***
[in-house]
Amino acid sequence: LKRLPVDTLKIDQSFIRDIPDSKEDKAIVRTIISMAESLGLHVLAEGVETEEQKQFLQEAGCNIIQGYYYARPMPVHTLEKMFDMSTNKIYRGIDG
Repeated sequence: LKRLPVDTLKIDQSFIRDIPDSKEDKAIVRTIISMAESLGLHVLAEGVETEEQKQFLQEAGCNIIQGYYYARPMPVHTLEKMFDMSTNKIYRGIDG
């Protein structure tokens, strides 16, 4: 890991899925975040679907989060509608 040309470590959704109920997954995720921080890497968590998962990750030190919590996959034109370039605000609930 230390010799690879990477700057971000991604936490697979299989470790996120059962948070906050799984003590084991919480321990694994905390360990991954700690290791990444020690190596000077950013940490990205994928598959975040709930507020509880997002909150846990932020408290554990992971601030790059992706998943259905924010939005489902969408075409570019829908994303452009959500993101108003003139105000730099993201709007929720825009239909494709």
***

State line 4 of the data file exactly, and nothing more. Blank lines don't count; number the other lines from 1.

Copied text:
């Protein structure tokens, strides 16, 4: 890991899925975040679907989060509608 040309470590959704109920997954995720921080890497968590998962990750030190919590996959034109370039605000609930 230390010799690879990477700057971000991604936490697979299989470790996120059962948070906050799984003590084991919480321990694994905390360990991954700690290791990444020690190596000077950013940490990205994928598959975040709930507020509880997002909150846990932020408290554990992971601030790059992706998943259905924010939005489902969408075409570019829908994303452009959500993101108003003139105000730099993201709007929720825009239909494709």